Plans to abolish Birmingham City Council’s 10 constituency committees have been abandoned following public anger and a back bench rebellion.
The local authority’s ruling Conservative-Liberal Democrat coalition has been forced to withdraw a £1.5 million cost-cutting proposal after councillors from all political parties dug their heels in and demanded a re-think.
Under the now shelved scheme, the constituency committees responsible since 2004 for running local services would have disappeared in their present form to be replaced by four much larger area committees covering the whole of Birmingham.
But the powers of the constituency committees to spend a £100 million budget on running refuse collection, street cleaning, parks and allotments, sports centres and neighbourhood offices would have reverted back to cabinet members in the Council House – leaving the new committees little more than a scrutiny role.
The plan was hatched after strategic director of housing and constituencies Elaine Elkington described the cost of devolution as unsustainable given the financial pressures facing the council.
She called for centralisation with a new focus on “city-wide co-ordination and control of budgets and service delivery”.
The 10 constituency committees and 40 smaller ward committees hold up to 1,000 meetings a year, and the cost to the council in the time of officials and councillors attending, room hire and refreshments is estimated at £1,000 a session.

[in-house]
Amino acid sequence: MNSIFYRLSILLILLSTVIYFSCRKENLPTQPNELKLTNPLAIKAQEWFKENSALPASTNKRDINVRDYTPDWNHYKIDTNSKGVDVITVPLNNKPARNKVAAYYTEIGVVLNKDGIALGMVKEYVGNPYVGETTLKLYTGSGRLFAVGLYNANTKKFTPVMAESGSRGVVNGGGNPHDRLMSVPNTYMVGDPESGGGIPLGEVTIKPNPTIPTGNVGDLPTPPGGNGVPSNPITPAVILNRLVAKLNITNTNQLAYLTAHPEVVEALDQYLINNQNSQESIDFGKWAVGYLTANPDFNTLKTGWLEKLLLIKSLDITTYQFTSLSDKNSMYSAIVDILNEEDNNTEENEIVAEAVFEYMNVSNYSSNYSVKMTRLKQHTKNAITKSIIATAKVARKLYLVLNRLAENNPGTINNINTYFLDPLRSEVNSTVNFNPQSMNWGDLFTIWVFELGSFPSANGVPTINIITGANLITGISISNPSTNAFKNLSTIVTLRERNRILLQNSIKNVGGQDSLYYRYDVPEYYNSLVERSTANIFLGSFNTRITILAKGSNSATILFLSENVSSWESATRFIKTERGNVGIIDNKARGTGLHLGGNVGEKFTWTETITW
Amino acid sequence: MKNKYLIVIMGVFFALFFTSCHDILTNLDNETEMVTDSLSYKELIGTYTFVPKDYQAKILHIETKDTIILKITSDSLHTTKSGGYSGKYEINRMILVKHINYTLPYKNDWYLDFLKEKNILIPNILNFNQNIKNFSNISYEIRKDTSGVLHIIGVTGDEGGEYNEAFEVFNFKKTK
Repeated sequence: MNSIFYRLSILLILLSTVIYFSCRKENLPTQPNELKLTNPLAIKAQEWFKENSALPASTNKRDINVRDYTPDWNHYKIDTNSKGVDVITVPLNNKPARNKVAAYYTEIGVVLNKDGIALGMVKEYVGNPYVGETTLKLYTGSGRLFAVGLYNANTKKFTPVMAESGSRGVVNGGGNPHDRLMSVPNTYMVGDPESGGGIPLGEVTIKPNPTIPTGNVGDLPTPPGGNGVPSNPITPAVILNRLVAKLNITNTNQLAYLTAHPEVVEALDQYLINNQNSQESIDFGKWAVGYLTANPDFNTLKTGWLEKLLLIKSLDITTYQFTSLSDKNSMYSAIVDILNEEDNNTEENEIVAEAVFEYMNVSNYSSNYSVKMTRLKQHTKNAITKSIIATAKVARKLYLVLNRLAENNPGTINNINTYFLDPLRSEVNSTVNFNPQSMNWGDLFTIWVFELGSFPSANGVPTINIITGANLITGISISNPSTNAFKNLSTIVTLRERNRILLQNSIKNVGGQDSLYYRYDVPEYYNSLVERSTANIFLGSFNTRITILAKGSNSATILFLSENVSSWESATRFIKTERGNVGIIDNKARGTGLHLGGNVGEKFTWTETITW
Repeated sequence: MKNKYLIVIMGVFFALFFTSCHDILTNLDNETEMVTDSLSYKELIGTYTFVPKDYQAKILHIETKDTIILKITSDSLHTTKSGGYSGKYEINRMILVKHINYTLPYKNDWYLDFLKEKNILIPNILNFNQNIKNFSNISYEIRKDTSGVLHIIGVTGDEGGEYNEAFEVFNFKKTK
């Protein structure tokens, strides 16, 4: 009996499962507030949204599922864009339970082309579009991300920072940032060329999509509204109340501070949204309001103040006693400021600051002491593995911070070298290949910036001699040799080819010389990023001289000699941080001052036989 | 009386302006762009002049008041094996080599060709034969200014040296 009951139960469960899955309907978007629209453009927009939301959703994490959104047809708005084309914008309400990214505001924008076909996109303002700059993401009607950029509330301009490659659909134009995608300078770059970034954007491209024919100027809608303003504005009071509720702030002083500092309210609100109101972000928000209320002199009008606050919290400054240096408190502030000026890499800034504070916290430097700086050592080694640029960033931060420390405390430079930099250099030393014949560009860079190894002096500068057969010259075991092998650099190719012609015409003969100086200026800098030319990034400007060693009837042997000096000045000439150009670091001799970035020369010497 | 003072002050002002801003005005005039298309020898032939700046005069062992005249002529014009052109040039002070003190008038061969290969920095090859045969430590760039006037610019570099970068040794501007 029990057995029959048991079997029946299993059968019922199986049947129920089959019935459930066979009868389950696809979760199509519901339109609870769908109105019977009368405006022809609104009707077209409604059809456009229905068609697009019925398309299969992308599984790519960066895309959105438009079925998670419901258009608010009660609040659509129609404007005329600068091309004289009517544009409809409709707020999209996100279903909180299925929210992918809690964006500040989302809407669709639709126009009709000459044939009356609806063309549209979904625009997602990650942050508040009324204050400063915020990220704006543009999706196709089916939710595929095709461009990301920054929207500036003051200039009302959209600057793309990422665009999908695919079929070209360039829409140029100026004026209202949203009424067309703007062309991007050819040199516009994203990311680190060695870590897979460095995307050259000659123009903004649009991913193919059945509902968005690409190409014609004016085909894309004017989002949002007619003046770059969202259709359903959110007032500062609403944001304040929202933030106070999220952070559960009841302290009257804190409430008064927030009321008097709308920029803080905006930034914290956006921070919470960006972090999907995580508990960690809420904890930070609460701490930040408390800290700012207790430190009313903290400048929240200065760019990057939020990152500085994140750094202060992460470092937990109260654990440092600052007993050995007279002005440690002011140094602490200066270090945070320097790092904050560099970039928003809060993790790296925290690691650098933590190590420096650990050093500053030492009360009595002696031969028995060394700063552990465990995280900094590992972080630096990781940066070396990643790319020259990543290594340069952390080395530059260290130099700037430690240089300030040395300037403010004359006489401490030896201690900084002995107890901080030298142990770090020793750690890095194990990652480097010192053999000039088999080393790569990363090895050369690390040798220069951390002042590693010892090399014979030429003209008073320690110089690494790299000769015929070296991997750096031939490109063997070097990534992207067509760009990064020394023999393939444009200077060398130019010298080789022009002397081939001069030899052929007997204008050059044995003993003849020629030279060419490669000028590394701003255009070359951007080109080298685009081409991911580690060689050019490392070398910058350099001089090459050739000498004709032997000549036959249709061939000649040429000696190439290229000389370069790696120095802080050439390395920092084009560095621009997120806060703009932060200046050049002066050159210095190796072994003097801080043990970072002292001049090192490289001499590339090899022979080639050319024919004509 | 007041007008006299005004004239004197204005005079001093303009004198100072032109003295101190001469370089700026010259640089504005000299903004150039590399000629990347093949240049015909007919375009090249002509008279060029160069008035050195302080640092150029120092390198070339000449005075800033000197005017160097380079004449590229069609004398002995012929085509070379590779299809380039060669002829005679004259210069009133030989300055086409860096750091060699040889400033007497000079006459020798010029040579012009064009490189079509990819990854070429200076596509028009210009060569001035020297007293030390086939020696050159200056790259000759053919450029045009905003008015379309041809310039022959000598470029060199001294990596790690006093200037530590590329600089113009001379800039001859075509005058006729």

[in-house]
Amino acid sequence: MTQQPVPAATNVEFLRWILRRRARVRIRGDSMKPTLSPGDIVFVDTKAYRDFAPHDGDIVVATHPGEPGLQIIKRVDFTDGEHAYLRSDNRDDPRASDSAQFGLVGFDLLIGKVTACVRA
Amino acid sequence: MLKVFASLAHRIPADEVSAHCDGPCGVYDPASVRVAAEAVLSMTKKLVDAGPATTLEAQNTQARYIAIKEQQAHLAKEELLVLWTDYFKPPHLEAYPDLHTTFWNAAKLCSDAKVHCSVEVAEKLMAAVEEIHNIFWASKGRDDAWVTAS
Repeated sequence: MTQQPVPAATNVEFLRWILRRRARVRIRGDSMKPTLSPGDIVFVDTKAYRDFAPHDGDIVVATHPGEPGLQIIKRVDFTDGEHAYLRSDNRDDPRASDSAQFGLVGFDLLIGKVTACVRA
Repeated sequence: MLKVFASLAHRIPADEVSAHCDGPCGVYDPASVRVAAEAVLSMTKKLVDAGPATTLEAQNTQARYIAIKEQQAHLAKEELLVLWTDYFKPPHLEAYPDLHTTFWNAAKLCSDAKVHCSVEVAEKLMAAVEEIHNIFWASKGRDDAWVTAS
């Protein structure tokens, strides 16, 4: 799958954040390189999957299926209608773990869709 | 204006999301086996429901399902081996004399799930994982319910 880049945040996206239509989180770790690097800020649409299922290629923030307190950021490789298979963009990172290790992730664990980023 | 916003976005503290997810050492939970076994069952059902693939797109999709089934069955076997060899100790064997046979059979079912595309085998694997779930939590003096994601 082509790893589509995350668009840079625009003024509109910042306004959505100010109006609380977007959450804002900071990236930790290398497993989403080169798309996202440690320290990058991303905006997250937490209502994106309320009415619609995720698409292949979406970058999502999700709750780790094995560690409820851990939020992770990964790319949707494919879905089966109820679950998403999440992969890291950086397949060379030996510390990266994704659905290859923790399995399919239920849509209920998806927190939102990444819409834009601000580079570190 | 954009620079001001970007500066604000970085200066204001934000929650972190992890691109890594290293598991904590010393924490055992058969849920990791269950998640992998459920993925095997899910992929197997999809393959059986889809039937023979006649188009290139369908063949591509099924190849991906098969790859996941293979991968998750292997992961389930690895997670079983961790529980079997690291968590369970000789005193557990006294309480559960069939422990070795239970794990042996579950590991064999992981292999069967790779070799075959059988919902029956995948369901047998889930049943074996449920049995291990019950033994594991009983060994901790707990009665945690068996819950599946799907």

But the cost-cutting plan would have deprived some of the most experienced and influential back bench councillors of constituency chairmanships, for which they receive a special responsibility allowance of just over £4,000 a year.
It was also seen as being out of step with the Government’s Big Society vision, which envisages devolving more powers to neighbourhood level.
Some of the fiercest resistance came from Tory-controlled Sutton Coldfield and Labour-controlled Erdington, where the two constituency committees were earmarked to merge into one super-committee covering the north of the city.
Alan Rudge, the cabinet member for equalities and human resources and a Tory councillor for Sutton Vesey, said it was clear from consultation that there was very little public support for the merger and that the scheme would not go ahead.
He added: “There will be no merger at all, it has been extremely unpopular with everyone. We weren’t trying to damage local influence, we just put forward a proposal to cut costs and the answer we had was loud and clear.”
Labour activist Dr Rob Pocock, who ran the Sutton Says No campaign, collected almost 1,000 signatures on a petition opposing the move.
Dr Pocock said: “We are all delighted. It is a real testament to people power in Sutton.”
Nigel Dawkins, who chairs Selly Oak Constituency Committee and heads the joint committee of constituency chairmen, said he was pleased that common sense had prevailed.
Coun Dawkins (Con Bournville) added: “There was never ever a sound economic argument for the dismantling of constituencies. The facts point to a picture of constituencies in general being well run.
"The widely prevailing political mood in the country is that more and more power should be devolved downwards. It would have been truly bizarre if in Birmingham we found ourselves travelling in the opposite direction.”
A spokesman for Birmingham City Council said: “There are no plans to merge our constituency committees.
“A range of options were consulted on and this was just one of several put forward. Constituency committees will continue to play a key role in the council’s governance arrangements.”